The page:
The Hill

The hill - that rising escarpment at the back of town- where did it come from? Long ago it began to form; a thousand millenniums ago. Before people settled here, continents had slowly moved and seas and ice had risen and receded - time had pushed at those rocks and knead at that earth to form the hill. Until one day, not long ago, in winter, the earth of this formation would be covered by a layer of deep white snow and children would gather.

Boots crunched through layers of crusted ice.  The snow was crisp under foot and hard to trudge through after leaving the house on Munroe Street. A sleigh was being towed along the top of the hard snow. It was night, with a full moon and stars that twinkled through the haze of artificial lights shining throughout the town. Vapors were rising from each frozen breath with the sounds of children talking excitedly as they moved through the cold night. These sounds were moving towards one singular point.

It was a large scene, spread out as if it were on a painted canvas with various parts telling a different story, like in a Lewis Parker work of the Louisbourg Fortress. This canvas moved as it was painted upon. One story was of children walking on a winter night from various parts of town. These children came from homes where parents always waited. In another part of this canvas there were people clearing their yards of snow. In an additional part there was the sound of a busy fish plant noisily going about its work into the night as plows moved snow at Jim’s gas station, Harry shovelled the walk way to his barber shop and people gathered at Jean’s for magazines and comic books; the switchboard was busy connecting homes, and people hurried to collect groceries at Lewis store. (In Lewis store there was a large stuffed panda on display with red buttons on its front.)

It was at Lewis’s where the sleigh was bought.

The crisp clean air filled young lungs on those winter nights. Each breath was invigorating as the frigid air moved through agape mouths. Puerile figures moved up an old road being overtaken by trees - this road lead from Florence Comeau’s house to the bottom of Morrisons.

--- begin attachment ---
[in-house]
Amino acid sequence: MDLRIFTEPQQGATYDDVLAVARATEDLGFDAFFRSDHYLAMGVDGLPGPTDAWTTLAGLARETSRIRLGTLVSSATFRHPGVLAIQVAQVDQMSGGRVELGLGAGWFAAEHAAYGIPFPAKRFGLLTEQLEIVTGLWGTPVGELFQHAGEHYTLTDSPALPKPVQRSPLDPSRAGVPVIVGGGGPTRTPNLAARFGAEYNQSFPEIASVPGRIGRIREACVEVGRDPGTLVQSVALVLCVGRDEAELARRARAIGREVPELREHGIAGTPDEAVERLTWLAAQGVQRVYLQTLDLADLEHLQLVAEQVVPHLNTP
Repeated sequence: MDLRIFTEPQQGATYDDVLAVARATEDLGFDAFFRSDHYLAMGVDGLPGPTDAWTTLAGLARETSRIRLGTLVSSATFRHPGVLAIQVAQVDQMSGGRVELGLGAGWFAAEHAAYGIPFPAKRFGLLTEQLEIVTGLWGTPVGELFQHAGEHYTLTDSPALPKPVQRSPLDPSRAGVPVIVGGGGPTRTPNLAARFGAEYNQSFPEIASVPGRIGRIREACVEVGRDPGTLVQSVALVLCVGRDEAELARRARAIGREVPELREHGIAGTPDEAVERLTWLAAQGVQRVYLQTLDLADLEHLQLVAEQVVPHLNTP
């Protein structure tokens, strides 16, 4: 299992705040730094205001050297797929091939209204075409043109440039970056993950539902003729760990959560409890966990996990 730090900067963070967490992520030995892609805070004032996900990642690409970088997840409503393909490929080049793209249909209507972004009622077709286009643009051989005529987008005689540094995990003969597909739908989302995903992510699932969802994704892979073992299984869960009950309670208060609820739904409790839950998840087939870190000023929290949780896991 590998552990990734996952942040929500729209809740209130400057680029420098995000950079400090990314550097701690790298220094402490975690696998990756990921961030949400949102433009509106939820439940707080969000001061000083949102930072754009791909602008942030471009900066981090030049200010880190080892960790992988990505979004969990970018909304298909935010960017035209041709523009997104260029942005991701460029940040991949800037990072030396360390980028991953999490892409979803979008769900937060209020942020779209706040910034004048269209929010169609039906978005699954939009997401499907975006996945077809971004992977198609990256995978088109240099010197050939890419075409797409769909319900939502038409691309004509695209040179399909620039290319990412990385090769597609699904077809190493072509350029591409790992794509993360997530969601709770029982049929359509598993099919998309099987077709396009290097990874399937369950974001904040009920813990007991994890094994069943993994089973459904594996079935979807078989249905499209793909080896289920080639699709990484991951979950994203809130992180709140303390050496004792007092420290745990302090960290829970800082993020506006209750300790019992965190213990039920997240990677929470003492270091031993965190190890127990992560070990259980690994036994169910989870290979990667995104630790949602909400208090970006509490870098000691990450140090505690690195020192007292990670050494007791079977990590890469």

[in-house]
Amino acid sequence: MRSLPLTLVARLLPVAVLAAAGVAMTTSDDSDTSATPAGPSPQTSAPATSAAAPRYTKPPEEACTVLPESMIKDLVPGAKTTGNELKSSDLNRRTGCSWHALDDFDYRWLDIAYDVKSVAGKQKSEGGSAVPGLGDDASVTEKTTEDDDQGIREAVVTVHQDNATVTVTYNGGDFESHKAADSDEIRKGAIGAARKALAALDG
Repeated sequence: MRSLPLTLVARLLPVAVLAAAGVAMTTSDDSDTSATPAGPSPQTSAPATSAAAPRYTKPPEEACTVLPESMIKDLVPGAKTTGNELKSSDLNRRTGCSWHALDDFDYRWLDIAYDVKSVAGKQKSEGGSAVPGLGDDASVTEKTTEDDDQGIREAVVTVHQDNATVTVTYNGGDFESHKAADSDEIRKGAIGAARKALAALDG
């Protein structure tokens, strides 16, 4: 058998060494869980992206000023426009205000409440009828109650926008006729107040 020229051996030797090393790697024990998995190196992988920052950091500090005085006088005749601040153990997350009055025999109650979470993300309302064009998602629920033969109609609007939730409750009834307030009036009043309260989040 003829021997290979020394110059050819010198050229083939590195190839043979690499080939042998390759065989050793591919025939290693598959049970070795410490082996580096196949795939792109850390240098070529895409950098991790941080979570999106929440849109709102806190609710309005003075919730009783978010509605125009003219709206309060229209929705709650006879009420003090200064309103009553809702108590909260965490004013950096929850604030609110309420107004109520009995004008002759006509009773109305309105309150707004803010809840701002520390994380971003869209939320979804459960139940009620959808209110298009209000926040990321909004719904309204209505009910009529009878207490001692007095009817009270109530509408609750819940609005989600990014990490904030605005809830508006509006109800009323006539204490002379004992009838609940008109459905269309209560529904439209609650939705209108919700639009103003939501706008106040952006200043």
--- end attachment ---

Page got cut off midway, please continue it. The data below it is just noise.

(Florence’s mittens had covered our hands each winter). The cold had clung to the trees on that road to form ice that dripped from the branches pulling them towards the snow covered ground. The snow and the cold would cleanse the earth covering all imperfections to give an appearance of purity.

Onwards, moving figures continued until the bottom of Morrison’s was reached.

Snow pants made swishing sounds as one moved up the hill with feet resisting the attempt to slip, and if a foot did give way another foot would dig in. Sometimes both feet would slip and then the responsibility went to the knees to stop the fall. There were sleighs and toboggans coming down as one climbed; their occupants screaming, putting all their faith in gravity and the direction they had chosen. Success came if you made it to the bottom and stopped before the stream. Sometimes, if it was very cold, the moving water of that stream would freeze making the ice strong enough for a sled to cross over. But deceptively, persistently, there were forces at work beneath the ice that could not be seen.  The flowing stream of water below the ice would tear at its frozen prison in an unending routine to return it to what it was.

On this night a full moon illuminated the hill with the snow reflecting its light making everything almost as clear as day.